Through Charli XCX, ALMA met producer and musician Andrew Wyatt. They began to work together under XCX’s instruction. At the time Wyatt was also working with Miley Cyrus. “We met in a party and she fell in love with me and my stuff and we were listening to demos in a car and then the next day we worked for six months together,” laughs ALMA.

From there, everything went into overdrive. Back home in Finland, ALMA was a celebrity, meeting with the President and being chased to release her debut album. But overseas, things were still burning slowly. “I think that really messed my mind for a second,” she says. “Writing music, doing tours, so much pressure so it really affected me. But I think the first album, it’s pretty dark to be honest because I was just very lost.”

"I was hustling in LA trying to get connections, doing interviews. I was working for Miley, I was working for Charli, I was working for my own album, I was touring."


While fans in Finland were chasing her to focus on her debut album, ALMA was honing in on her future career. In LA she was working to a hectic schedule of press and writing sessions, but the pace of her productivity at times made her creativity feel shallow. “I was hustling in LA trying to get connections, doing interviews. I was working for Miley, I was working for Charli, I was working for my own album, I was touring,” she explains. “I think my brain wasn’t able to actually get some words that I wanted to put out on the record. It wasn’t that deep. It was just how I felt that day.”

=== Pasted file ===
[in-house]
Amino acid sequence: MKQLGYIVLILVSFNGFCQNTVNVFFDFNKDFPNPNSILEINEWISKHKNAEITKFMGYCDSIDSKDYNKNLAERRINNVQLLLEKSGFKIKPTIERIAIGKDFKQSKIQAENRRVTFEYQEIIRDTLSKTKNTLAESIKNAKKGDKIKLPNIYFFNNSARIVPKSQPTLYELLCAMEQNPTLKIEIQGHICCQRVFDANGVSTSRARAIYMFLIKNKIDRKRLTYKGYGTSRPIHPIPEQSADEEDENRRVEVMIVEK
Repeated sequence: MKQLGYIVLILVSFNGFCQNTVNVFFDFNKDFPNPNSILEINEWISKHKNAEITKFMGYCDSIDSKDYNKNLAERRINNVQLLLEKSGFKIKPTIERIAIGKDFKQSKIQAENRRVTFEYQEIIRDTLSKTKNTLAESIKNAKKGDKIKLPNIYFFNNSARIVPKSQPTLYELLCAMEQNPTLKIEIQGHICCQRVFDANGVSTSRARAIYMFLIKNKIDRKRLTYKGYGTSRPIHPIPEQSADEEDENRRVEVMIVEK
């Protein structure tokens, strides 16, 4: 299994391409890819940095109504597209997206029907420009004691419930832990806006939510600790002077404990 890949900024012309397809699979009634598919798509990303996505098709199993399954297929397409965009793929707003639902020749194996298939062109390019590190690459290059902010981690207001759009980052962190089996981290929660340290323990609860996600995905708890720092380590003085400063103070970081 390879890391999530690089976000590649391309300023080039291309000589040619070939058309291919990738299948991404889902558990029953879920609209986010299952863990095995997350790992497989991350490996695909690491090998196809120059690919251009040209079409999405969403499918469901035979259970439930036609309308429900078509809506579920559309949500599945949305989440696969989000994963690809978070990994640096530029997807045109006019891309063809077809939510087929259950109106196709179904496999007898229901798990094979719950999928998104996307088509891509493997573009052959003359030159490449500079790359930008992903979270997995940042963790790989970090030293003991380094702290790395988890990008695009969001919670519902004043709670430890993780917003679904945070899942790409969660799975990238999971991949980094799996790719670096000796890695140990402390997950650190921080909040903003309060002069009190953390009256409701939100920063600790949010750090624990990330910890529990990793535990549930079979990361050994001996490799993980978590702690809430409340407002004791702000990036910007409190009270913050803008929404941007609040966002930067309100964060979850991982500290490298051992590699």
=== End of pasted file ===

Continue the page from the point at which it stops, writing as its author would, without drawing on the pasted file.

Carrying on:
It may have been a long and at times challenging journey to make Have U Seen Her?, but the result is one of abrasive and vivacious pop. Riding on rave reviews for her live show and a reputation as a reckless party performer, everything was set up for big singles and even bigger ticket sales. But, 2020 did not go as anyone had planned.

With an album campaign already underway and feeling pressure from her fans back home, ALMA pushed ahead with releasing her debut record through the thick of pandemic panic. “That was one of the hardest decisions in my career,” she says. “I didn’t do any shows for the album. I never sang the album live. But there were a lot of good things too.”